Many large customers, though, continue to view e-business consulting companies as good partners for individual Web projects but not necessarily for long-term engagements.
Polaroid Corp., for instance, hired Viant in November 1999 to help it create a new business-to-business Web site. Viant, of Boston, played an important role in formulating the sites strategy, creating its architecture and design, and selecting and integrating a content management system, said Bob Barton, director of Internet business for North America at Polaroid, in Wayland, Mass. Barton had particular praise for Viants suggestion to deploy Blue Martini Software Inc.s content management software for the companys new polaroidwork.com site. The tool allows Polaroid to manage content with a staff of two.
Still, Barton said he sees Viant as a project-specific e-services provider. He would consider the company again for a project of a similar scope, but he said he didnt foresee any needs in the immediate future.
besides investigating the financial viability and strategic direction of e-business consulting providers, potential customers should ask another important question: Is the service provider suffering a brain drain? As stock prices have fallen, once-lucrative stock options have lost much of their power to attract top talent to e-business consultants and keep it there. At the same time, many e-business consulting companies are trimming their ranks to cut costs. iXL last month cut 35 percent of its staff, or 850 jobs, on top of a cutback of 350 positions in September. On a smaller scale, Razorfish, despite reporting a profit, nixed 200 jobs in Europe in October. As cuts are made, say observers, it may be difficult for service providers to avoid losing top talent.
Some in technology centers such as Silicon Valley say theyve noticed an influx of résumés from employees of e-business consulting companies. At startup PharmQuest Corp., a software developer for the pharmaceutical industry, executives receive as many as 20 résumés a day from engineers, managers and graphic designers at the new-breed consultancies, said CEO Shankar Hemmady, in San Jose, Calif.
While few potential customers seem to be too concerned about the brain-drain issue today, experts say they should watch employee retention closely before hooking up with an e-business consulting company. The more consultants leave, the higher the odds of a major disruption in a Web project, experts say. Meanwhile, added pressure on consultants about their employers financial situation and the threat of layoffs could further throw them off focus.
Some service providers are taking steps to reassure employees and customers. MarchFirst last month announced one of the most unusual responses to retention concerns. Starting this month, employees can return stock options to the company. In exchange, they will receive one new stock option for every three returned, based on recent prices.
Other consultancies say theyre also taking steps to retain employees and that they are working. Razorfish recently said its voluntary turnover rate remained steady at 11 percent through the third quarter.
if, despite the turmoil, it managers decide to use one of the struggling e-business consultancies, they should be sure to plan for how they would continue their Web initiatives should their service provider disappear, experts say. Even companies that say they arent concerned about the market tremors are taking such steps.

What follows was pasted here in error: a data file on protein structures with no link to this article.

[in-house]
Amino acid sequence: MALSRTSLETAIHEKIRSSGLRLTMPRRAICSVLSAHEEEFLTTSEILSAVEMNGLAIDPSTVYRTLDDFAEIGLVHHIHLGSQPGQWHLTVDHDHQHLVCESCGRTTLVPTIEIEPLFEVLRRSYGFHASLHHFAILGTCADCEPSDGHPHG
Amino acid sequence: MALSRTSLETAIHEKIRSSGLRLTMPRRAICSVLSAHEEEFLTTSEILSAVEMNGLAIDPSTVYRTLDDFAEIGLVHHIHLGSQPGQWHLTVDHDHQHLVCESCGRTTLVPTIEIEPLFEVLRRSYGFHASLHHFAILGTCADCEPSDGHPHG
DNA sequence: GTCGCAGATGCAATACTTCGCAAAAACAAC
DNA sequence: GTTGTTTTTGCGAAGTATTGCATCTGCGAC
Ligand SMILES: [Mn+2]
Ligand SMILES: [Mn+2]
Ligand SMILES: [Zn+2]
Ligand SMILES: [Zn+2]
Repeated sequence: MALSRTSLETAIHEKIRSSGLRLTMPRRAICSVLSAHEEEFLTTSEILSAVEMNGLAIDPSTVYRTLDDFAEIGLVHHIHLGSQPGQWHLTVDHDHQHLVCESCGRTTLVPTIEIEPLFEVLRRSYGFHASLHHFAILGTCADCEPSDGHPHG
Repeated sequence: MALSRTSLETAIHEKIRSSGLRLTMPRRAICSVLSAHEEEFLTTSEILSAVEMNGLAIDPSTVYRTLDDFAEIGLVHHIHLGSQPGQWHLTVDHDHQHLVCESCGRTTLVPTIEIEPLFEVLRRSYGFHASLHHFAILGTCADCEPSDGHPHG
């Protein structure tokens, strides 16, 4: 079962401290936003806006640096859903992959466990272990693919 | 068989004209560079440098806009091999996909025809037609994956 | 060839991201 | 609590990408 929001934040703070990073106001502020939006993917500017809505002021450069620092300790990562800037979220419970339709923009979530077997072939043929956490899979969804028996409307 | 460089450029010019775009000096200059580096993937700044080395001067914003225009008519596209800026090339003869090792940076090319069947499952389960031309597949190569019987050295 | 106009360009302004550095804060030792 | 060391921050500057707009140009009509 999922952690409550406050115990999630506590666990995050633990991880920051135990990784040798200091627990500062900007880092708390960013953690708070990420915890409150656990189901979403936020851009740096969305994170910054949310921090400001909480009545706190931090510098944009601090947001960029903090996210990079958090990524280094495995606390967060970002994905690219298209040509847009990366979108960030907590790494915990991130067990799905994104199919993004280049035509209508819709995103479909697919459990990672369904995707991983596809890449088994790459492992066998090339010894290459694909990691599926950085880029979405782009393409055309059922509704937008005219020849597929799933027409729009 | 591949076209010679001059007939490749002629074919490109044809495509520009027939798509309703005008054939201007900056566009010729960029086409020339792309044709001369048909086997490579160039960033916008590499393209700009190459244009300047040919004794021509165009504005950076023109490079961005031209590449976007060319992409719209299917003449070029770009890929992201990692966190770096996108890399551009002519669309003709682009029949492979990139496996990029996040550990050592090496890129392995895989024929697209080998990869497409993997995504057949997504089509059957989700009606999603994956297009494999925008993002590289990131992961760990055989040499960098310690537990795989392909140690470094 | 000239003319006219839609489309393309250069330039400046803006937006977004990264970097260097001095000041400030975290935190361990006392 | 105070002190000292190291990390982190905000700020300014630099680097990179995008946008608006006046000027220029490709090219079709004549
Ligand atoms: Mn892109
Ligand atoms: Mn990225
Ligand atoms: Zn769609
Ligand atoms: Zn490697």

Budget Rent a Car Corp. in October relaunched its budget.com Web site with the help of iXL, which Budget has used for various projects since 1998. Budget officials said they were satisfied with iXLs work on the redesign, which included a new look and an improved booking engine. Still, Budget officials realized that the company needed to ensure that it could continue the Web project even if iXL, of Atlanta, wasnt around. So officials dutifully recorded important information about the project, such as the business rules on which the site is based.
You never know, say Budget officials, when youll need a lifeboat. "Weve been careful all along to document everything ... so if we were to switch to different vendors, we have all the documentation," said Krista Musur, manager of Internet marketing at Budget, in Lisle, Ill.
As an online reporter for eWEEK.com, Matt Hicks covers the fast-changing developments in Internet technologies. His coverage includes the growing field of Web conferencing software and services. With eight years as a business and technology journalist, Matt has gained insight into the market strategies of IT vendors as well as the needs of enterprise IT managers. He joined Ziff Davis in 1999 as a staff writer for the former Strategies section of eWEEK, where he wrote in-depth features about corporate strategies for e-business and enterprise software. In 2002, he moved to the News department at the magazine as a senior writer specializing in coverage of database software and enterprise networking. Later that year Matt started a yearlong fellowship in Washington, DC, after being awarded an American Political Science Association Congressional Fellowship for Journalist. As a fellow, he spent nine months working on policy issues, including technology policy, in for a Member of the U.S. House of Representatives. He rejoined Ziff Davis in August 2003 as a reporter dedicated to online coverage for eWEEK.com. Along with Web conferencing, he follows search engines, Web browsers, speech technology and the Internet domain-naming system.